Hino shows its 500 Series is based on clever thinking – Words by Warren Caves.
Hino’s 500 Series Wide Cab range entered service with Australian fleets in early 2017, teaming a choice of two different capacity, six-cylinder, turbocharged diesel engines with the Allison 3000 World Series six-speed automatic transmission.
Visually, the difference between the two engines was evident in the cab positioning being lower – a two-step cab entry for the 8.0-litre, versus the three-step up to the 9.0-litre.
At the time of its launch there were more than 50 variants in the 500 Series range, encompassing models such as the FG, GH, FL and FM, and running from 4×2 to 6×4 and with a 6×2 featuring an additional lifting lazy axle alternative as an aftermarket fitment by the bodybuilder.
In what was an Australian first for this class, Vehicle Stability Control (VSC) was fitted as standard across the 500 Series range. Additional class-leading safety features include ABS, traction control (ASR), a driver airbag, cruise control, fog lamps and Hill Start Assist (with manual gearbox only).
Although a standard cab version of the 500 Series was previewed at the Tokyo Motor Show in 2017, it wasn’t available for the Australian market until November 2018.
The arrival of the standard cab to join the wide cab versions was destined to gain the attention of medium duty truck buyers and operators, where the additional interior space of the wide cab versions is not needed for inner city application.
Hino Trucks Australia has a lot riding on its decision to include a raft of safety features as standard inclusions on this truck, and is obviously excited to be able to increase the available product range. Just prior to the November release, the company invited Power Torque to preview the all-new 500 Series standard cab at the Hino Motors Limited (HML) test facility in Hamura, Japan.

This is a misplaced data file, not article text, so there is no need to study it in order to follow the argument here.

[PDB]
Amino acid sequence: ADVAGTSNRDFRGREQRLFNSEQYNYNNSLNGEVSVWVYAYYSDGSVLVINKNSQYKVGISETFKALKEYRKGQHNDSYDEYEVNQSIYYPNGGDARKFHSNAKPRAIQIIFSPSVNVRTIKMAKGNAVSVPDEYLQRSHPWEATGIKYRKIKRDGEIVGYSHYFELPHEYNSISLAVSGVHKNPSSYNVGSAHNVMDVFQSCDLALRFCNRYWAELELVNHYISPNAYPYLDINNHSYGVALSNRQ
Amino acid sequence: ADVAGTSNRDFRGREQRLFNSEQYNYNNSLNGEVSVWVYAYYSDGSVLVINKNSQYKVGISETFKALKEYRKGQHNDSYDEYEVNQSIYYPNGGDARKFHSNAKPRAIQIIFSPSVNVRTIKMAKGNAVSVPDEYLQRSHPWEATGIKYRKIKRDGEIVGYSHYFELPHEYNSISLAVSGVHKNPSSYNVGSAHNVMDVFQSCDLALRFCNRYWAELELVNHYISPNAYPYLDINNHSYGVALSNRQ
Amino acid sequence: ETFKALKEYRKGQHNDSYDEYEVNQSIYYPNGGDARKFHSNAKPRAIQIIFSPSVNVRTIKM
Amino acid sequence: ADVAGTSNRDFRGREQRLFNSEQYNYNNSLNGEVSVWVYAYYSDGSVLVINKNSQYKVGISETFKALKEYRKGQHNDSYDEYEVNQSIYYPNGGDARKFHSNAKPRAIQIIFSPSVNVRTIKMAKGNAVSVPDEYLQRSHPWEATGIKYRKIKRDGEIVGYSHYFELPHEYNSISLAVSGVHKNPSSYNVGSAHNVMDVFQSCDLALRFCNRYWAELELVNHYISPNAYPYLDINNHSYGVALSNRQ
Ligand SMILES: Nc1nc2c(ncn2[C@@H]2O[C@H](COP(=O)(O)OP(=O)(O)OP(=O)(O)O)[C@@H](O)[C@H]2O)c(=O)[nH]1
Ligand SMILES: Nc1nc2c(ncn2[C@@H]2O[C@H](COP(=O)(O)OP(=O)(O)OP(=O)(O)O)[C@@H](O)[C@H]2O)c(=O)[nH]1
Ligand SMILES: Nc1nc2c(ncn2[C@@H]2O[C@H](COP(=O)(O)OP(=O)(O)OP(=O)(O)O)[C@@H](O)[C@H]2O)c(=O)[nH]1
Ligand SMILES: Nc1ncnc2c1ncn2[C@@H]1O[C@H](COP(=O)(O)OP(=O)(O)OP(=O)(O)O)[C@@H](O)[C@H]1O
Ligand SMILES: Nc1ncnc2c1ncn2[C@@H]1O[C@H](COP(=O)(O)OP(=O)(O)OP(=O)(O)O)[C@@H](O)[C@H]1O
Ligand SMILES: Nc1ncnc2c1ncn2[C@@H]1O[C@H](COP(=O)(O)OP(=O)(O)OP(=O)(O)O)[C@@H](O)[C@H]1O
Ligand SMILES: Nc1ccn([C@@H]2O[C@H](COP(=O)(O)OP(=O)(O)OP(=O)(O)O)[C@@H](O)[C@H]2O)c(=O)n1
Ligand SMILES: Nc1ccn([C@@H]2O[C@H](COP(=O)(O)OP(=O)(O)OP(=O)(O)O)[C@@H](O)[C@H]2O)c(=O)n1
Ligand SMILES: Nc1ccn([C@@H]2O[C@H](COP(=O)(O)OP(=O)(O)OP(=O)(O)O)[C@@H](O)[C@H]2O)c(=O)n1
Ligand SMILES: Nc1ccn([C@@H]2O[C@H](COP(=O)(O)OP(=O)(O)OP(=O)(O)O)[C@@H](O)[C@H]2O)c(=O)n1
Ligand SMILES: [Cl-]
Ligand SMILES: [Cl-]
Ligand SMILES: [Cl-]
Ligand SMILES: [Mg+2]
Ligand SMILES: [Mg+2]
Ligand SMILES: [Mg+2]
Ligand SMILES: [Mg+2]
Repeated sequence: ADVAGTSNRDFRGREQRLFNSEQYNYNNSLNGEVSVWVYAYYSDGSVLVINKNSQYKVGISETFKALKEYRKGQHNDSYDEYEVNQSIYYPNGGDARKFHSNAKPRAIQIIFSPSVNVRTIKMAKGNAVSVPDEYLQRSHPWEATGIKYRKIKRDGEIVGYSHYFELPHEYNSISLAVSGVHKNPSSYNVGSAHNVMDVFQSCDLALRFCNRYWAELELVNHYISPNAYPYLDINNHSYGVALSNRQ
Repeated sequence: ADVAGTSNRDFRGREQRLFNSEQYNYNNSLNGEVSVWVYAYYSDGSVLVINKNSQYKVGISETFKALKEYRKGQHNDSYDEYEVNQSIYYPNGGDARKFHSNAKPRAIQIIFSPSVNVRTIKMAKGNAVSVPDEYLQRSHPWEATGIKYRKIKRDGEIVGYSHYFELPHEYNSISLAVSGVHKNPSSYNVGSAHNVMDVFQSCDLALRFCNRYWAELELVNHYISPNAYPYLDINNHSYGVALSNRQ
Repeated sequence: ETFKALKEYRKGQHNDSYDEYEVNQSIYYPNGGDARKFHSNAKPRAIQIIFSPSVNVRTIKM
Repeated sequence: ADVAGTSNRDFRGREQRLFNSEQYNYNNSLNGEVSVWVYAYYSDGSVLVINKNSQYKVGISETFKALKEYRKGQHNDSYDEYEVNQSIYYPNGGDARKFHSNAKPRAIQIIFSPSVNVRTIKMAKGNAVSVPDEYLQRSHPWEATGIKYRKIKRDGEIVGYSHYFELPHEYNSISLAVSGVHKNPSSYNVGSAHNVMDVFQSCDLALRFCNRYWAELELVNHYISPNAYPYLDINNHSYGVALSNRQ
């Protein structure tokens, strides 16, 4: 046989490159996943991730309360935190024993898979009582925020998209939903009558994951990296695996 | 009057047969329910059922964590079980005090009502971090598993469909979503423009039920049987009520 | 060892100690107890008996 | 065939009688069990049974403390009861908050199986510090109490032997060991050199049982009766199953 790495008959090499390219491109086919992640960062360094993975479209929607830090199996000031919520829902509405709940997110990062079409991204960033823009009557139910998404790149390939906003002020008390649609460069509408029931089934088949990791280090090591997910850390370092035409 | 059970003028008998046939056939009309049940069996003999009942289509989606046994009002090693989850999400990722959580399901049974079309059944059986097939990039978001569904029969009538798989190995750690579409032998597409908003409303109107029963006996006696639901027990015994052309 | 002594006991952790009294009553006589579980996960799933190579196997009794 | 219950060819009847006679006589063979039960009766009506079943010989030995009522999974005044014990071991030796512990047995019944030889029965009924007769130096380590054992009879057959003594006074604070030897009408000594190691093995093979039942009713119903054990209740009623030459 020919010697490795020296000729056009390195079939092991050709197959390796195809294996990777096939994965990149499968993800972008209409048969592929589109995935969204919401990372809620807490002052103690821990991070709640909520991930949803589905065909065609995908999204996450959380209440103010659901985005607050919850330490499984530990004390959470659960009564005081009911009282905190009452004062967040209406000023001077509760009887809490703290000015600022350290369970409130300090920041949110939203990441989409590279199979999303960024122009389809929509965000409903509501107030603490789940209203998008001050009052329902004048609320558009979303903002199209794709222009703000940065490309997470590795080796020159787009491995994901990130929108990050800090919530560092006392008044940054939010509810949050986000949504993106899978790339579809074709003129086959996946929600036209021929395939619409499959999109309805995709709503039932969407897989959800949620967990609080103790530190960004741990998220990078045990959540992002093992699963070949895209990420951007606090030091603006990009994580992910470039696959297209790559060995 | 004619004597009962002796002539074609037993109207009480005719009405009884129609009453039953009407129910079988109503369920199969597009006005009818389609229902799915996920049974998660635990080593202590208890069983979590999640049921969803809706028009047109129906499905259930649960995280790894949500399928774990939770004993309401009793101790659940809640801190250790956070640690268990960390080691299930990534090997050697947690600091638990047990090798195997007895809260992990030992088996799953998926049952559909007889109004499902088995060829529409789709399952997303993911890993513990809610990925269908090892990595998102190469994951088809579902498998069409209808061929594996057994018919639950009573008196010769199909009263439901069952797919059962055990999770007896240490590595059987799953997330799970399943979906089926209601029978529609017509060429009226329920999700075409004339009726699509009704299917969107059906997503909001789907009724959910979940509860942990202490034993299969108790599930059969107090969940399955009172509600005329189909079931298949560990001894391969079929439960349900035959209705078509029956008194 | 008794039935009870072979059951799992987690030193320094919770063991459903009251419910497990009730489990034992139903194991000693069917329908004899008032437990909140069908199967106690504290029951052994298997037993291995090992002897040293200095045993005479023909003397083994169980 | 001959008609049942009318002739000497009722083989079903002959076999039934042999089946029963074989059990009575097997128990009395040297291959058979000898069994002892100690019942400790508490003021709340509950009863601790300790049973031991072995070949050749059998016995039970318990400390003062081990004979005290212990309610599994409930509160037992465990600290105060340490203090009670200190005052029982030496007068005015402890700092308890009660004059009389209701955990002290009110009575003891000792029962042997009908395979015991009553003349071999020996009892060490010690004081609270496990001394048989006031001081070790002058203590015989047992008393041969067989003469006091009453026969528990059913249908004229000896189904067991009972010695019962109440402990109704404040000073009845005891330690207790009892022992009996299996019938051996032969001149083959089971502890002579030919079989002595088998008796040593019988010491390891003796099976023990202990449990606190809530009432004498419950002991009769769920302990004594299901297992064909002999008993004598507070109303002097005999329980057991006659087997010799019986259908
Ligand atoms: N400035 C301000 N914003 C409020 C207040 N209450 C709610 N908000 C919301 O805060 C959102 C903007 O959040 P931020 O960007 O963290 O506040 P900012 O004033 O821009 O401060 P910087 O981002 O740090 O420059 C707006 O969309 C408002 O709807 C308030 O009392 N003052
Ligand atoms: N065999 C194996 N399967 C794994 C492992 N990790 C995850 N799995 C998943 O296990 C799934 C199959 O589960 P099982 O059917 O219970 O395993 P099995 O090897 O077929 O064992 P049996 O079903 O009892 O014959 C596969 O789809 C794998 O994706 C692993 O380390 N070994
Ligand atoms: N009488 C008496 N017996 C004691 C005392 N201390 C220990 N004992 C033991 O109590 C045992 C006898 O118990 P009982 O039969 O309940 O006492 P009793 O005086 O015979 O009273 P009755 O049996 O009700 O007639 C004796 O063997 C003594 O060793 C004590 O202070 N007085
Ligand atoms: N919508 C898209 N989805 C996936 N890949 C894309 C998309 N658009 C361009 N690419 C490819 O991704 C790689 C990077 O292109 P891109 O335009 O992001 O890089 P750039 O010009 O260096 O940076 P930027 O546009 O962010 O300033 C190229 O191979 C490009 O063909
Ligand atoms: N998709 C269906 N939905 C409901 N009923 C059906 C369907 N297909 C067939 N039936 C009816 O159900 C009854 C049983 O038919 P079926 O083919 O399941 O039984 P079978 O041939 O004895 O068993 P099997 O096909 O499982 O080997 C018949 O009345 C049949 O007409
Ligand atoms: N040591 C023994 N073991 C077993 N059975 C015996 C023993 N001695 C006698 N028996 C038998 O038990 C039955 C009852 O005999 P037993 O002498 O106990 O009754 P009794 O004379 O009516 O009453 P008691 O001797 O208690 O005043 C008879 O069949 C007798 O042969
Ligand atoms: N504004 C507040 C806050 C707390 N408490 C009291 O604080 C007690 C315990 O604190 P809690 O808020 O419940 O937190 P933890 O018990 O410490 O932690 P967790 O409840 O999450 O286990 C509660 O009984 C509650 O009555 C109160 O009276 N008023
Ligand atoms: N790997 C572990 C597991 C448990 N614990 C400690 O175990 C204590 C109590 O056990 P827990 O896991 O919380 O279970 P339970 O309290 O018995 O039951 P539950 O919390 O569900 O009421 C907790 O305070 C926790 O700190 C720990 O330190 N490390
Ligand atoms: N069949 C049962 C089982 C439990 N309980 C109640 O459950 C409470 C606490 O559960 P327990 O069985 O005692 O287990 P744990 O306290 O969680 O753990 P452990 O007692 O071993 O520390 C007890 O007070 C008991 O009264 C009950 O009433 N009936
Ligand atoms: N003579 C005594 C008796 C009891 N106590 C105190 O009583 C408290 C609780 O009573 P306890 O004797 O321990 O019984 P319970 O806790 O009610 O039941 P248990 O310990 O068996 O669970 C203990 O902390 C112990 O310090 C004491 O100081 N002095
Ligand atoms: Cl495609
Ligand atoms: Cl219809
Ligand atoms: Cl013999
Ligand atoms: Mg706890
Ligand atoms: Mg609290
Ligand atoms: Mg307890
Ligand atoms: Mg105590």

One of the reasons for delaying the arrival of the standard cab was the introduction of an all-new smaller displacement engine that brings increased power and torque outputs. The gain for operators is improved fuel economy and lower exhaust emissions that comply with Japan’s stringent post-Post New Long Term (pPNLT) emissions standards, which is equivalent to Euro6.
With its cleaner, greener attitude, the standard cab 500 Series brings to the table new levels of both active and passive safety, together with technology benefits not previously seen in the Australian medium duty truck segment.
Versatility and choice have been increased with 54 model variants available across the FC, FD and FE range, up from the previous 35 model line-up.
Cabin variations across the 500 standard cab range include a short cab (FC), a rest cab with ADR42 sleeper compliance (FD&FE), and a crew cab (FD&FE).
For the new 500 Series standard cab, the FC now joins the FD in the 11,000kg GVM category, a significant increase over the previous FC model’s 10,400kg GVM. The FE model continues to be offered with GVMs of 12,000kg and 14,000kg, depending on requirements.
Beneath the cab sits the new heavy-duty AO5, 5.0-litre, four-cylinder, turbocharged engine, replacing the previous five-cylinder AO7 that was fitted to the original versions of the standard cab truck.
The AO5 is designed around the AO9 six-cylinder engine fitted to the 500 Series wide-cab models in Australia. Sharing some core engine componentry from the AO9 including crankshaft and bearing dimensions, and utilising a shorter stroke, the AO5 is claimed by Hino engineers to be under less stress and easily able to cope for the long term with the increased outputs.
Interestingly, the new AO5 four-cylinder engine produces the same amount of torque as the larger JO8 engine fitted to the 500 Series wide-cab models, plus it offers 10 to 20 percent more torque than the JO7 five-cylinder engine that featured in the outgoing standard cab models.
The AO5 engine should be more than up to the task, as explained by Daniel Petrovski, Manager of Product Strategy, Hino Motor Sales Australia (HMSA): “The AO5 engine is basically an AO9 with two-cylinders cut off – it’s a big, heavy-duty engine”.
Three power ratings are available depending on model selection, with 240hp @ 2300 rpm and 794Nm of torque @ 1400 rpm for the AO5-TE fitted to FC & FD 1124 models.
The FE crew cab models receive the AO5-TD with 240hp at 2300 rpm and with 833Nm of torque at 1400 rpm, while the range-topping FD 1126 and FE 1426 models are powered by the AO5C-TC with 260hp at 2300 rpm and 882Nm of torque @ 1400 rpm.